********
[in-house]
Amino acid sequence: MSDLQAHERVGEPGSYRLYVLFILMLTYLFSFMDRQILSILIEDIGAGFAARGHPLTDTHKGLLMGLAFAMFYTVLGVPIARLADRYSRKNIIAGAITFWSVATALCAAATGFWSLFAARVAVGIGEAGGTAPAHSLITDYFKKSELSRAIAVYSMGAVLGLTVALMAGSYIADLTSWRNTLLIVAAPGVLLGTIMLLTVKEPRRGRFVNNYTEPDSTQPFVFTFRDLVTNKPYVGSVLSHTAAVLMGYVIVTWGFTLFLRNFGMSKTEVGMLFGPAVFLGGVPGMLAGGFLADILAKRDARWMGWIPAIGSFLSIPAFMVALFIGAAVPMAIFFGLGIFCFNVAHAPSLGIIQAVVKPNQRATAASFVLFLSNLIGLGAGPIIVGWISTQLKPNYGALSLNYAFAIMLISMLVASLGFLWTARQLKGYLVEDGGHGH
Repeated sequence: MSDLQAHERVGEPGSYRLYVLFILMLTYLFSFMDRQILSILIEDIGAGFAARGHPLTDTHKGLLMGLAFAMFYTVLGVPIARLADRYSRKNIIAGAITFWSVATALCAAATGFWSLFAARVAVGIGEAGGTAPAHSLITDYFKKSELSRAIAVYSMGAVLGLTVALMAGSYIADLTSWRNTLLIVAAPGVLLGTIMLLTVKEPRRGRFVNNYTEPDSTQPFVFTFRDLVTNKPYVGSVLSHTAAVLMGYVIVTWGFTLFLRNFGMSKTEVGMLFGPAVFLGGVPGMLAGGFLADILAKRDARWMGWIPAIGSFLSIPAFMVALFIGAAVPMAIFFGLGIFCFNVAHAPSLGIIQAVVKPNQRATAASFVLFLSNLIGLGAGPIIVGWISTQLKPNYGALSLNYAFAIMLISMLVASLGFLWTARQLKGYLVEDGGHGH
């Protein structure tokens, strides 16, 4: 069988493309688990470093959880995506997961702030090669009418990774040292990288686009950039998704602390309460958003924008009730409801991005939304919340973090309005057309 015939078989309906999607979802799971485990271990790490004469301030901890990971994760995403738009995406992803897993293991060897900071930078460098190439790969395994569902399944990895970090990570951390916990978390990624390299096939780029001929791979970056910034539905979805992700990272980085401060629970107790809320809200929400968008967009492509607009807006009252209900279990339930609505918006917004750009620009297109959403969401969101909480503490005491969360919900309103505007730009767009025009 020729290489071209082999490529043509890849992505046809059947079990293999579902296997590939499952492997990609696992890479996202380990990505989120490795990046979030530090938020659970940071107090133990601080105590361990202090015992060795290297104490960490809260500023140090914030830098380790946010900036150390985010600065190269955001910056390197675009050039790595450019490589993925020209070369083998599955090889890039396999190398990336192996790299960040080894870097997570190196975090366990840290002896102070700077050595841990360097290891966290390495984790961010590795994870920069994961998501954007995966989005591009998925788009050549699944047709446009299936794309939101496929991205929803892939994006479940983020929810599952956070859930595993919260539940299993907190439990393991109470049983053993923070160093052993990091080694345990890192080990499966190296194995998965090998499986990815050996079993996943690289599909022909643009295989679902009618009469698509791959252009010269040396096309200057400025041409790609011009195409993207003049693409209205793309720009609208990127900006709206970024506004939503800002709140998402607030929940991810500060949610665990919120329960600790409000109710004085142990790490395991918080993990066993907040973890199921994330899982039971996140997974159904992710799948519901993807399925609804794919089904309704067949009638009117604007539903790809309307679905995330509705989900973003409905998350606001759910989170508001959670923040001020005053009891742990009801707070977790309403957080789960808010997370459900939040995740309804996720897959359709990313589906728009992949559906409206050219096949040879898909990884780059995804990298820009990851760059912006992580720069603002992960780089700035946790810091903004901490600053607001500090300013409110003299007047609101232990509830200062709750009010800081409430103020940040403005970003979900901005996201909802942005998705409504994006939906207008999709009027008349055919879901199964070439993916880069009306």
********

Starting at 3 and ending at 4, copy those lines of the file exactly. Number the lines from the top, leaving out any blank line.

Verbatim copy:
Repeated sequence: MSDLQAHERVGEPGSYRLYVLFILMLTYLFSFMDRQILSILIEDIGAGFAARGHPLTDTHKGLLMGLAFAMFYTVLGVPIARLADRYSRKNIIAGAITFWSVATALCAAATGFWSLFAARVAVGIGEAGGTAPAHSLITDYFKKSELSRAIAVYSMGAVLGLTVALMAGSYIADLTSWRNTLLIVAAPGVLLGTIMLLTVKEPRRGRFVNNYTEPDSTQPFVFTFRDLVTNKPYVGSVLSHTAAVLMGYVIVTWGFTLFLRNFGMSKTEVGMLFGPAVFLGGVPGMLAGGFLADILAKRDARWMGWIPAIGSFLSIPAFMVALFIGAAVPMAIFFGLGIFCFNVAHAPSLGIIQAVVKPNQRATAASFVLFLSNLIGLGAGPIIVGWISTQLKPNYGALSLNYAFAIMLISMLVASLGFLWTARQLKGYLVEDGGHGH
């Protein structure tokens, strides 16, 4: 069988493309688990470093959880995506997961702030090669009418990774040292990288686009950039998704602390309460958003924008009730409801991005939304919340973090309005057309 015939078989309906999607979802799971485990271990790490004469301030901890990971994760995403738009995406992803897993293991060897900071930078460098190439790969395994569902399944990895970090990570951390916990978390990624390299096939780029001929791979970056910034539905979805992700990272980085401060629970107790809320809200929400968008967009492509607009807006009252209900279990339930609505918006917004750009620009297109959403969401969101909480503490005491969360919900309103505007730009767009025009 020729290489071209082999490529043509890849992505046809059947079990293999579902296997590939499952492997990609696992890479996202380990990505989120490795990046979030530090938020659970940071107090133990601080105590361990202090015992060795290297104490960490809260500023140090914030830098380790946010900036150390985010600065190269955001910056390197675009050039790595450019490589993925020209070369083998599955090889890039396999190398990336192996790299960040080894870097997570190196975090366990840290002896102070700077050595841990360097290891966290390495984790961010590795994870920069994961998501954007995966989005591009998925788009050549699944047709446009299936794309939101496929991205929803892939994006479940983020929810599952956070859930595993919260539940299993907190439990393991109470049983053993923070160093052993990091080694345990890192080990499966190296194995998965090998499986990815050996079993996943690289599909022909643009295989679902009618009469698509791959252009010269040396096309200057400025041409790609011009195409993207003049693409209205793309720009609208990127900006709206970024506004939503800002709140998402607030929940991810500060949610665990919120329960600790409000109710004085142990790490395991918080993990066993907040973890199921994330899982039971996140997974159904992710799948519901993807399925609804794919089904309704067949009638009117604007539903790809309307679905995330509705989900973003409905998350606001759910989170508001959670923040001020005053009891742990009801707070977790309403957080789960808010997370459900939040995740309804996720897959359709990313589906728009992949559906409206050219096949040879898909990884780059995804990298820009990851760059912006992580720069603002992960780089700035946790810091903004901490600053607001500090300013409110003299007047609101232990509830200062709750009010800081409430103020940040403005970003979900901005996201909802942005998705409504994006939906207008999709009027008349055919879901199964070439993916880069009306």